Before you book, compare prices. Most travel websites that offer car rentals will scan multiple agencies so that’s a good place to start if you’re looking for the lowest rate. Also check individual sites to see if they offer discounts to associations you belong to, such as CAA or university alumni groups. And checking out autoslash.com. The site will track your confirmed car rental for price drops. Since the price of car rentals change almost daily, if you haven’t paid in advance there’s no harm in canceling and rebooking if AutoSlash finds you a better price.
5. Flying first? Bundle your airfare and car rental
If you plan to flying somewhere before your road trip, you can often save money by booking your flight and car rental at the same time. On a recent trip to Orlando, I saved about $150 USD by doing this via Expedia. This bundling trick doesn’t always work, but since it’ll only take you a few minutes to compare booking bundled versus separately, it’s worth looking into.
6. Don’t get insurance if you don’t need it
Whenever you pick up a rental car, you’ll be prompted to purchase insurance. If you already have insurance for the vehicle you drive at home, then your existing insurance likely covers you for car rentals. Even if you don’t have auto insurance, your credit card may give you car rental insurance (be sure to confirm in advance). In either scenario, you need to decline the car rental insurance policy for your existing insurance to be valid. Keep in mind that credit card insurance policies don’t cover third-party liability, so you may want to purchase that to protect yourself.
7. Co-ordinate your rental pick-ups and drop-offs
Where you pick up and drop off your rental can make a difference. For example, it’s typical to be charged an additional ”one way” fee if you drop off the car from a different place than where you picked it up. However, some agencies will waive the fee if you return the vehicle within a certain radius. For example, when I did a West Coast United States road trip with my wife, I saved about $450 by picking up our car in Portland and dropping it off in San Francisco. We spent a few days in the city without a car (which was easy to do in a city with such great public transit) and when we were ready to leave, we got a different rental car from the airport, which we later returned to LAX. Had we kept a single car straight through the trip, we would have paid the one-way fee and for the additional days we had the car in San Francisco.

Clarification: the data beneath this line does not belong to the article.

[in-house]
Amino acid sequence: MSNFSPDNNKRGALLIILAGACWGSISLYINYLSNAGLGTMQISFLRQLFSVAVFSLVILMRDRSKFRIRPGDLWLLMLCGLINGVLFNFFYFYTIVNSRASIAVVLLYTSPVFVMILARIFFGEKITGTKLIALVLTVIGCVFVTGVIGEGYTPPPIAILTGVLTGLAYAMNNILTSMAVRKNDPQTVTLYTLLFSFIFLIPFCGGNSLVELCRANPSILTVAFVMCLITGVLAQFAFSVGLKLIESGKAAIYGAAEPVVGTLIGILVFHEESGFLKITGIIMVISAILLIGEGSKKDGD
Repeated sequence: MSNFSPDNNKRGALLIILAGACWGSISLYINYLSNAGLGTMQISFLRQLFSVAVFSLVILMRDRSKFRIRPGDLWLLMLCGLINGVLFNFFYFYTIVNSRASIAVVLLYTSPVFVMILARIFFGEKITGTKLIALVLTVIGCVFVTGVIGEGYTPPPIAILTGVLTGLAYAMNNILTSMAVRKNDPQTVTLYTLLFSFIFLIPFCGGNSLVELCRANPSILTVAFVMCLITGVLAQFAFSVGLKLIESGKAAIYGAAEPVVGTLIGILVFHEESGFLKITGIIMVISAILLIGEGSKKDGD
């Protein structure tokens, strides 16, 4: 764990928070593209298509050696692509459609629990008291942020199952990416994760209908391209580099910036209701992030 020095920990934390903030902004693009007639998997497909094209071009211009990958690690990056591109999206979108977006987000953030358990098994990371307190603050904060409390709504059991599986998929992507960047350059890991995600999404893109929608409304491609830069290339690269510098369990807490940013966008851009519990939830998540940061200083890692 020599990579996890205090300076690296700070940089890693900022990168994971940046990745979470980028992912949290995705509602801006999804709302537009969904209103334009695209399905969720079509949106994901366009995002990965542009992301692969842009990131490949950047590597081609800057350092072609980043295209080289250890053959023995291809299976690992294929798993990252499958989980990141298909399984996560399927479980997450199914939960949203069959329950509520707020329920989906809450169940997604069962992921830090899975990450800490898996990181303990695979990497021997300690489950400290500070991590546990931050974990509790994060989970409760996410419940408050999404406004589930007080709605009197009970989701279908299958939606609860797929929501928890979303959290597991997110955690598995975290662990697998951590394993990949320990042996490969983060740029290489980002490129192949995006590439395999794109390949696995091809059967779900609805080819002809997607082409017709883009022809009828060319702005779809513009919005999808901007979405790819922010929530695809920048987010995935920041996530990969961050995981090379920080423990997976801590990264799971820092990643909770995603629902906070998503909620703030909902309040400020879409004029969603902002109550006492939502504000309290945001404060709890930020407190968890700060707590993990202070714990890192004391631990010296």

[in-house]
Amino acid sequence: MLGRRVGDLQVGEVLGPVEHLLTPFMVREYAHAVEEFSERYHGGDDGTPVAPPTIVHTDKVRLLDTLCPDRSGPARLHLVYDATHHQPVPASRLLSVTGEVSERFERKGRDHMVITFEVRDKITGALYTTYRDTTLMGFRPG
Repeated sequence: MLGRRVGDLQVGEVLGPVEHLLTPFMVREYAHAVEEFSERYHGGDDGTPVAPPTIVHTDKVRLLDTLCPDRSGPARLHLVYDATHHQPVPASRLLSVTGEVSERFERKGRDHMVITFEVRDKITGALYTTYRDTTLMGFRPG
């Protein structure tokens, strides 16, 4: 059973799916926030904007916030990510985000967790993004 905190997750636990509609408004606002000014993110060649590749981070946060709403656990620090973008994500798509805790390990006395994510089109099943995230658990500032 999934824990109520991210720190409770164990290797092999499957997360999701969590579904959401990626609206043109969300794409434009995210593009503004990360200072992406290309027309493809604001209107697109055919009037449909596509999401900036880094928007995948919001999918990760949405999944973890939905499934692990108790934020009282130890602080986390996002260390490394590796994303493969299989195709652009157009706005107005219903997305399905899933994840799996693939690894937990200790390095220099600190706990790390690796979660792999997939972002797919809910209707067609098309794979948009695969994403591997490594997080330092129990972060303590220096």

8. Pack a cooler
As tempting as it is to hit every drive-thru on the road, eating out gets expensive fast. If you pack a cooler, you can easily store drinks and groceries so you always have snacks handy when you get hungry. When I was younger, I did a road trip with my cousins and my aunt even packed a rice cooker! I’m not suggesting you need to bring a small kitchen with you, but stopping at grocery stores and preparing a few breakfasts or lunches at your hotel is an easy way to save money.
9. Spare yourself a speeding ticket
I live in Toronto, where the speed limit on the highway is typically 90 to 100 kilometres an hour, and it’s unlikely I would get a ticket if I was going 10 or 20 clicks over the speed limit as long as I’m driving responsibly. However, that leeway doesn’t apply everywhere. For example, I was pulled over in Pennsylvania for going 5 miles per hour (8 kilometres per hour) over the limit, and charged about $100 USD. Some countries and states also don’t allow you to turn right on a red (another potential pricey ticket!) so it really pays to do some research about local driving laws before you depart.